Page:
Suspected motor problems and low preference for active play in childhood are associated with physical inactivity and low fitness in adolescence
Kantomaa, M., Purtsi, J., Taanila, A., Remes, J., Viholainen, H., Rintala, P., Ahonen, T. & Tammelin, T. (2011). Suspected motor problems and low preference for active play in childhood are associated with physical inactivity and low fitness in adolescence. PLoS ONE , 6 (1). doi:10.1371/journal.pone.0014554
Published inPLoS ONE
© 2011 Kantomaa et al. This is an open-access article distributed under the terms of the Creative Commons Attribution License, which permits unrestricted use, distribution, and reproduction in any medium, provided the original author and source are credited.
Background - This prospective longitudinal study investigates whether suspected motor problems and low preference for active play in childhood are associated with physical inactivity and low cardiorespiratory fitness in adolescence. Methodology/Principal Findings - The study sample consisted of the Northern Finland Birth Cohort 1986 (NFBC 1986) composed of 5,767 children whose parents responded to a postal inquiry concerning their children's motor skills at age 8 years and who themselves reported their physical activity at age 16 years. Cardiorespiratory fitness was measured with a cycle ergometer test at age 16 years. Odds ratios (OR) and their 95% confidence intervals (95% CI) for the level of physical activity and fitness were obtained from multinomial logistic regression and adjusted for socio-economic position and body mass index. Low preference for active play in childhood was associated with physical inactivity (boys: OR 3.31, 95% CI 2.42–4.53; girls: OR 1.79, 95% CI 1.36–2.36) and low cardiorespiratory fitness (boys: OR 1.87, 95% CI 1.27–2.74; girls: OR 1.52, 95% CI 1.09–2.11) in adolescence. Suspected gross (OR 2.16, 95% CI 1.33–3.49) and fine (OR 1.88, 95% CI 1.35–2.60) motor problems were associated with physical inactivity among boys. Children with suspected motor problems and low preference for active play tended to have an even higher risk of physical inactivity in adolescence. Conclusions/Significance - Low preference for active play in childhood was associated with physical inactivity and low cardiorespiratory fitness in adolescence. Furthermore, children with suspected motor problems and low preference for active play tended to have an even higher risk of physical inactivity in adolescence. Identification of children who do not prefer active play and who have motor problems may allow targeted interventions to support their motor learning and participation in active play and thereby promote their physical activity and fitness in later life. ...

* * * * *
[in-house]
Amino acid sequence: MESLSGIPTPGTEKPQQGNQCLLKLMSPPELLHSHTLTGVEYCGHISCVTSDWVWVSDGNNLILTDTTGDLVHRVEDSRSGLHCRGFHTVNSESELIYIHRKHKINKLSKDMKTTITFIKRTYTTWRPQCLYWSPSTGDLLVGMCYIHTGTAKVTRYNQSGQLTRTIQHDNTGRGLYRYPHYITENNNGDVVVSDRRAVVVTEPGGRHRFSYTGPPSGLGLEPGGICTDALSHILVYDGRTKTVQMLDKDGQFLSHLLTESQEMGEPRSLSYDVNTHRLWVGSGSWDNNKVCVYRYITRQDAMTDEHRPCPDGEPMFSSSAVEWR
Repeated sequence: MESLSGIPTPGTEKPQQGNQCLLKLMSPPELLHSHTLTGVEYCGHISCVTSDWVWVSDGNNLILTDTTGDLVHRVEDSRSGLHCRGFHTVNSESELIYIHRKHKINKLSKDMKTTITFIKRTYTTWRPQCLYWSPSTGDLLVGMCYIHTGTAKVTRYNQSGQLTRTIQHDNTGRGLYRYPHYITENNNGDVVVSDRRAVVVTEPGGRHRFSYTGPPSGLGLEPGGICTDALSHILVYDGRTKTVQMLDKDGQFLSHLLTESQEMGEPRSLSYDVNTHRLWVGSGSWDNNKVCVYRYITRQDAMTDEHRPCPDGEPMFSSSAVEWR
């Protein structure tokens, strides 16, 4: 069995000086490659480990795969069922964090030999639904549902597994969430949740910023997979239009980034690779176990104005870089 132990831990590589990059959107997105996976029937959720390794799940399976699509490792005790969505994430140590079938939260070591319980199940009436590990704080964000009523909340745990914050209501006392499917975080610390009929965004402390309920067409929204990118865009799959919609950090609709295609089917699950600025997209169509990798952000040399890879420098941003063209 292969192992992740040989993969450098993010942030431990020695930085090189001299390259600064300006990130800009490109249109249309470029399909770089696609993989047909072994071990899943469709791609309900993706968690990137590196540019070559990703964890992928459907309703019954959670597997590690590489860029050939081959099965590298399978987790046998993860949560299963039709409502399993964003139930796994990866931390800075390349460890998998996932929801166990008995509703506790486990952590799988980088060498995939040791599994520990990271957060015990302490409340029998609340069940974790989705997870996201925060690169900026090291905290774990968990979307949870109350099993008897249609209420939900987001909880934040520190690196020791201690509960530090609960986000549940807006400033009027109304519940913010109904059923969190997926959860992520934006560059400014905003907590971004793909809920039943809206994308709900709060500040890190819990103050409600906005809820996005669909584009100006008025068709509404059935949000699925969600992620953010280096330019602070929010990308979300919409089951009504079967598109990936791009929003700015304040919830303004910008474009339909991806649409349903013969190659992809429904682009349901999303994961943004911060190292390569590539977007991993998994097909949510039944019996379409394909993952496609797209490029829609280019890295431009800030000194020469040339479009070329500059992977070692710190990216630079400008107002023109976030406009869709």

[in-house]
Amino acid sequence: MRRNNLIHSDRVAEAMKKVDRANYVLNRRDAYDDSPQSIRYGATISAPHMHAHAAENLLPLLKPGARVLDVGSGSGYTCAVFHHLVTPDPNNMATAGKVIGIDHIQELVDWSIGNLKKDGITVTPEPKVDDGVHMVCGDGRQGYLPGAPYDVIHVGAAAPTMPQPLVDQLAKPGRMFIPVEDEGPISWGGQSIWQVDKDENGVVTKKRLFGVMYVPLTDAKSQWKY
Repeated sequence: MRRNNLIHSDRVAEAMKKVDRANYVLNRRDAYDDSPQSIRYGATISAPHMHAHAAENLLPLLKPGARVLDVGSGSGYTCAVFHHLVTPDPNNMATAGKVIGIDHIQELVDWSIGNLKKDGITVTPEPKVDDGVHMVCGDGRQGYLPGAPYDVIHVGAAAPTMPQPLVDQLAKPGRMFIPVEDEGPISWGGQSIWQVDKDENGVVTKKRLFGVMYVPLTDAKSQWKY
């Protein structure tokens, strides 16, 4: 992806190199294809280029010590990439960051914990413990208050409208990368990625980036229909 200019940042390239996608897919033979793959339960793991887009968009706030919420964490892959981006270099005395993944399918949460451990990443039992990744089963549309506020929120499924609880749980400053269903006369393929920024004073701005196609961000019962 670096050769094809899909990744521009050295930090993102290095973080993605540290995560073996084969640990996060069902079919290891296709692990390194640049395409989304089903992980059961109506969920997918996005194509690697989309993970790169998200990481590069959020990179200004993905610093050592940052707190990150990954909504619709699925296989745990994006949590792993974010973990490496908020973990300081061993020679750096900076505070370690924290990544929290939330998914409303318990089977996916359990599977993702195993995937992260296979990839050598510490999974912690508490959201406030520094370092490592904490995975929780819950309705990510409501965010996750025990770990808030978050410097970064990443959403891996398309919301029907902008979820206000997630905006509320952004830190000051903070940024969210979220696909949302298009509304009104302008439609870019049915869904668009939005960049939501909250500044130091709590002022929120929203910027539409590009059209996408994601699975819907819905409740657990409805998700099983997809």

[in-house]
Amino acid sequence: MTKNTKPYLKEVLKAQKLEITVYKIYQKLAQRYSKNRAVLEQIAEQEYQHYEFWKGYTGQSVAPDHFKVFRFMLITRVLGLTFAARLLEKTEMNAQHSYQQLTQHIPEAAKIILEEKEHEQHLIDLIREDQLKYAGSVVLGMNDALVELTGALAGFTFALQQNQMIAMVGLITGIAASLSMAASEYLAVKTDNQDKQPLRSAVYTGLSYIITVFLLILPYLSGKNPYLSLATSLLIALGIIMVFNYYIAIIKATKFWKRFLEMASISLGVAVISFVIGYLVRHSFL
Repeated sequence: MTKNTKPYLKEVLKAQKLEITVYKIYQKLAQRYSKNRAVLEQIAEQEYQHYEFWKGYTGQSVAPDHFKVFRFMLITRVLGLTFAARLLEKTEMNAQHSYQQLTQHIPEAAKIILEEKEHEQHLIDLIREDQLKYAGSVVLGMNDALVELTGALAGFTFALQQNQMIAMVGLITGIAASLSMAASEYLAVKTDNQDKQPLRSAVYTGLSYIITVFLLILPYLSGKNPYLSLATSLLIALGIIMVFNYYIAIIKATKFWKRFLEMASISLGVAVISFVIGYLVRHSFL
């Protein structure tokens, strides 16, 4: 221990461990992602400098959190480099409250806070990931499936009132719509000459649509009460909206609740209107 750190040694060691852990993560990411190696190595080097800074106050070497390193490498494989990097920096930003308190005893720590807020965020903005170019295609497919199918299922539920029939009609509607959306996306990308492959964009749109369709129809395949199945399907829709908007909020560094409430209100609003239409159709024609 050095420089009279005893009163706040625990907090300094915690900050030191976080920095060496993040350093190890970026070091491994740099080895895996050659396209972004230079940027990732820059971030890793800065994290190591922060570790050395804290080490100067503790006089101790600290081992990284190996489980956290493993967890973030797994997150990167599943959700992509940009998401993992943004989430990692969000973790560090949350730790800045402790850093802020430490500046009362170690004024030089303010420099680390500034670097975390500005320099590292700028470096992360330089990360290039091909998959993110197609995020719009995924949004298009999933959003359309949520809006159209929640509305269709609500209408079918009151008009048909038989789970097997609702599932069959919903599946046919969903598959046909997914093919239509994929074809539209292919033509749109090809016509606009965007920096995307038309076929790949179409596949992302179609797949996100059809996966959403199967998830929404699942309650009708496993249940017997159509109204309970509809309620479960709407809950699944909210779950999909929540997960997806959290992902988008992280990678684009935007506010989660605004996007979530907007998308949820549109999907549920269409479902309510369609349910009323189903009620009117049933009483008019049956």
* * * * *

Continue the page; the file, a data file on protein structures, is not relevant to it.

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Except where otherwise noted, this item's license is described as © 2011 Kantomaa et al. This is an open-access article distributed under the terms of the Creative Commons Attribution License, which permits unrestricted use, distribution, and reproduction in any medium, provided the original author and source are credited.
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